Apple’s third store in Japan to feature modern styling opens alongside the release of the iPhone XR this Friday. Before customers begin lining up, Apple Shibuya’s design details have been revealed. The renovations represent the culmination of 11 months of construction work during which two more stores opened in Japan.

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Compact and tall, the new Apple Shibuya extends three public stories above the Tokyo district’s pavement, with a fourth floor accessible for meetings only. Located in the same space as the previous storefront, the transformation is dramatic. Originally, the facade was clad in stainless steel paneling reaching the second floor. No windows extended above ground level.

Natural light in the new space is extensive, and helps to mitigate the feeling of a cramped store. Floor to ceiling windows dominate each of the lower levels. The first and third floors are inset, creating a small entryway below and a balcony above. The second floor’s glass panels seamlessly overlap both adjacent levels to create a railing and overhang at the same time.

(Photos courtesy of Youta Suzuki)

With more room reserved for back of house activities than before, Apple has chosen to extend upward instead of inward. Three tiny terrazzo-covered floors showcase products, accessories, and tables for sessions and support. Oddly enough, the space doesn’t feature a video wall like nearly every other recent Apple store. This is likely a byproduct of space constraints rather than a shift in design strategy.

Apple Shibuya's(Photo and lead image via Casa BRUTUS)

The highlight of Apple Shibuya’s new design is a stunning spiral staircase at the rear of the store. The overall look is similar to staircases at Steve Jobs Theater and Apple Kyoto, but the blend of materials makes it entirely unique. A curved glass railing with a rounded corner wraps around the entire inner spiral, mirrored by a carved outer handrail. The stone used on this staircase differs from the type used in Cupertino, Kyoto, or at London’s Regent Street, likely for structural reasons.

The original Shibuya store was also known for its signature spiral staircase. Built out of glass treads and a metal handrail, its design reflected Apple’s retail aesthetics of the era and resembled a larger version used at Apple Omotesando.

Apple Shibuya'sNew and original staircases at Apple Shibuya.

Above the public store levels is Apple’s signature Boardroom, a private meeting space typically present only in major new stores. Shibuya is the second Apple store in Japan with a Boardroom, following Kyoto. Apple Shinjuku, which opened in April, does not have a Boardroom despite its modern design.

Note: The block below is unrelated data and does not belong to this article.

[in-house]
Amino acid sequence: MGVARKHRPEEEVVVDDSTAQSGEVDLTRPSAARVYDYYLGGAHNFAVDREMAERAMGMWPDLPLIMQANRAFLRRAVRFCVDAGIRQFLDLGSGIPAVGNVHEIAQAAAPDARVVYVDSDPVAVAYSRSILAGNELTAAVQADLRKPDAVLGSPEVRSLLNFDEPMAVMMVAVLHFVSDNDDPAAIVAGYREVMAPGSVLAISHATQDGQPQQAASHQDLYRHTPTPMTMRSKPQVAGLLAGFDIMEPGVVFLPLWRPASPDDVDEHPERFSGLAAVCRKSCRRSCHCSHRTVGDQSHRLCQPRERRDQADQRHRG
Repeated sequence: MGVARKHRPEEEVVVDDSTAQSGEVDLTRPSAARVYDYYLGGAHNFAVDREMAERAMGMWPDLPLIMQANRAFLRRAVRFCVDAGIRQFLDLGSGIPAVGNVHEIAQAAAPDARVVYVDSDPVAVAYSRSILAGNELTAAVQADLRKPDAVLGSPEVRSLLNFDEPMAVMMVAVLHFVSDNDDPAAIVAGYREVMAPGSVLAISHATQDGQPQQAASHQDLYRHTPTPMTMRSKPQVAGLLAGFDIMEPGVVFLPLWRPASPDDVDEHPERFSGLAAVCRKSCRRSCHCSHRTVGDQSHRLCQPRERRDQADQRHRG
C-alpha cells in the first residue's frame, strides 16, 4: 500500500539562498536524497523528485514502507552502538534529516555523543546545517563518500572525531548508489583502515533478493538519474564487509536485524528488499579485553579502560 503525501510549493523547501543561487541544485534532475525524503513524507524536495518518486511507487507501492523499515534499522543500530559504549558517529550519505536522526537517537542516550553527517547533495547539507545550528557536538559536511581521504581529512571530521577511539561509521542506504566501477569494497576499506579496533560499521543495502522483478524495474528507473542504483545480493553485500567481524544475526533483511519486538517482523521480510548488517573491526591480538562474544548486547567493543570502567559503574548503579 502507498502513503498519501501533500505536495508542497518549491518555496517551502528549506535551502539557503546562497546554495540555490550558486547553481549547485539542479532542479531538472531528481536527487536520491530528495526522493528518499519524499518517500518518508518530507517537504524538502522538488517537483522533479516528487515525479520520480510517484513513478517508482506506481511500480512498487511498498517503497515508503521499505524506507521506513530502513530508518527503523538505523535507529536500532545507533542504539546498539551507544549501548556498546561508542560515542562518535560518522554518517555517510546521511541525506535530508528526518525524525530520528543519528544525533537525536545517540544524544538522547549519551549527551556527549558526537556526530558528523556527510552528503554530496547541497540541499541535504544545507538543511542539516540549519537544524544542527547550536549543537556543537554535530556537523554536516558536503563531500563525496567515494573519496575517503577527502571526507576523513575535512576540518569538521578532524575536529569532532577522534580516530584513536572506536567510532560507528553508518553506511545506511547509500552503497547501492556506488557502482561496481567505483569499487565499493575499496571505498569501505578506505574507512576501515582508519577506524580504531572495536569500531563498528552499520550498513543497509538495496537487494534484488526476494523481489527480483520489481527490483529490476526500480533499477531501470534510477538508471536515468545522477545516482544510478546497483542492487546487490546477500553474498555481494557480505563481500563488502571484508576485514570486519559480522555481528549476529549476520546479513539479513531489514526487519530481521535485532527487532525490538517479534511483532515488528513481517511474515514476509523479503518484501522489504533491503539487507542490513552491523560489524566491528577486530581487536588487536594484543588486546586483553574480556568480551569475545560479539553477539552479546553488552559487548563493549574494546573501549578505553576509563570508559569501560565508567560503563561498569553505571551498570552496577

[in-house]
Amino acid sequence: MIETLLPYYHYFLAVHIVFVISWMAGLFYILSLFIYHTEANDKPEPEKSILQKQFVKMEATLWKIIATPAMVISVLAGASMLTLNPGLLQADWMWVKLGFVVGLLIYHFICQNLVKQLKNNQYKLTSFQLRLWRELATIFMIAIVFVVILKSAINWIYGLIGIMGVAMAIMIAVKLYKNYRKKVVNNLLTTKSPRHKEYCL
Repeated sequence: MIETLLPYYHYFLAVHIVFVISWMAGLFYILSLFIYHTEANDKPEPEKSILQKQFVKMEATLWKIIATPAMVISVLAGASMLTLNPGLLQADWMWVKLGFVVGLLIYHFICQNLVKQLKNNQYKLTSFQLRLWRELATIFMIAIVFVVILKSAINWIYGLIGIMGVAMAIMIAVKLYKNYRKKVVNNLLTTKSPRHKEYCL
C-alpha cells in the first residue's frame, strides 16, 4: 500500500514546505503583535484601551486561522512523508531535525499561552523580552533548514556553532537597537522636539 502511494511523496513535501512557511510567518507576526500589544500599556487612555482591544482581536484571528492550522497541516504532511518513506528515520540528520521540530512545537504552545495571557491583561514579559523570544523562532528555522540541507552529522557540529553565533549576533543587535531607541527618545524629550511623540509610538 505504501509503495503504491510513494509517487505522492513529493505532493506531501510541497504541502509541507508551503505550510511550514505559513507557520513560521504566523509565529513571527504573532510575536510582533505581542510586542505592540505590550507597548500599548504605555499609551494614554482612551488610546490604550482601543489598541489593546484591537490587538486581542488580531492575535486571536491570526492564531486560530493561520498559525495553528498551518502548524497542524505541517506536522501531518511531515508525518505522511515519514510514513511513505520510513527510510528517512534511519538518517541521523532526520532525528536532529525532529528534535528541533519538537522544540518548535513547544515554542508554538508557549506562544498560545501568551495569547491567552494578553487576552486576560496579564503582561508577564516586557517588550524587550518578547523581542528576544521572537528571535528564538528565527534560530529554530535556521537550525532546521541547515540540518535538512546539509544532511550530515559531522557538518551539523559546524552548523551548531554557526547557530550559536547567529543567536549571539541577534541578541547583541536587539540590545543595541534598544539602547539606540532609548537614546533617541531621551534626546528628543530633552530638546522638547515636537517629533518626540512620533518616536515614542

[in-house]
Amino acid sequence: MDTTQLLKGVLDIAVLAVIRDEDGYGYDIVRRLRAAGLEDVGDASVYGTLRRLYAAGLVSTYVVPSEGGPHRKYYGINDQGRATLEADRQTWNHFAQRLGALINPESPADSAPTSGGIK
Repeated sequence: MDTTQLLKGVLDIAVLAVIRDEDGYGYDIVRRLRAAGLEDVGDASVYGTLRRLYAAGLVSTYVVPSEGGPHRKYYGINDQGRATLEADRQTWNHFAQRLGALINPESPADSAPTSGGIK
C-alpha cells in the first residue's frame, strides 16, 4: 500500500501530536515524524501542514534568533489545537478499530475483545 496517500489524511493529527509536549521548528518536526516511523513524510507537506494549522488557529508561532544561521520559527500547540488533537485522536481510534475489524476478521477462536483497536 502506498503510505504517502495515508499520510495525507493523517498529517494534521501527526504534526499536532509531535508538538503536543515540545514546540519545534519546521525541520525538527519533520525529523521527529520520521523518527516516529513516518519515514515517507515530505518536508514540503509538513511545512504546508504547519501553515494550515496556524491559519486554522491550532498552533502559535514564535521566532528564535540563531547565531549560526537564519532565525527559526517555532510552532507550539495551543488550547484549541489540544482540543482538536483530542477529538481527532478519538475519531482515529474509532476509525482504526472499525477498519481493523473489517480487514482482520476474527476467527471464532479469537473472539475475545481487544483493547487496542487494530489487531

New in Shibuya’s Boardroom is a revised table with integrated charge points for attaching custom power cables. Apple has used this design in its product tables for about a year now, but not in Boardrooms.

Apple Shibuya's

(Photos via BI Japan)

Upon opening in August 2005, Apple Shibuya was Japan’s fourth store. According to reports at the time, as many as 3,000 people may have been present at its opening. In addition to souvenir T-shirts, Incase produced a special edition Hachiko iPod case for the new store.

The original Apple Shibuya was a product of the iPod era in more ways than one. Its modest size was well-suited to display the tiny iPods Apple offered at the time. Artwork announcing the store’s opening even featured profile renders of the iPod mini. Throughout the building, the store’s industrial design closely mimicked Apple’s products in 2005.

The new Apple Shibuya was under construction for 11 months and is the fulfillment of a commitment made earlier this year to open a total of three stores by the end of 2018. Its opening marks a milestone in Apple’s renewed investment in Japan, first promoted by Angela Ahrendts and recently reinforced by the promise of another new store coming in 2019.

As a study in Apple retail design, Shibuya offers several takeaways. Its interior layout is highly similar to the original store, but with entirely different architecture, making it perhaps the best side-by-side comparison between Apple’s old and new styling.

It also proves that maintaining a presence in influential communities is more critical to Apple than offering a full complement of store features like a Forum and video wall. Apple still promotes Shibuya as a place to connect with others and be inspired despite its lack of a large gathering space.

Apple Shibuya's(Photo via Gizmodo Japan)

Finally, Shibuya might offer some perspective into how Apple will tackle future store designs. The imminent unveiling of Fifth Avenue’s glass cube will bring with it an updated grand staircase sans glass treads. Shibuya’s design could be a template for the new look. The multi-floor design also provides precedent for other classic stores like The Grove, Boylston Street, and Sainte-Catherine, where renovations are just a matter of time.

Apple Shibuya opens on October 26th at 8:00 A.M. local time. In London, Apple Covent Garden will also celebrate a grand reopening as iPhone XR sales begin. The store closed in June for extensive refurbishment.

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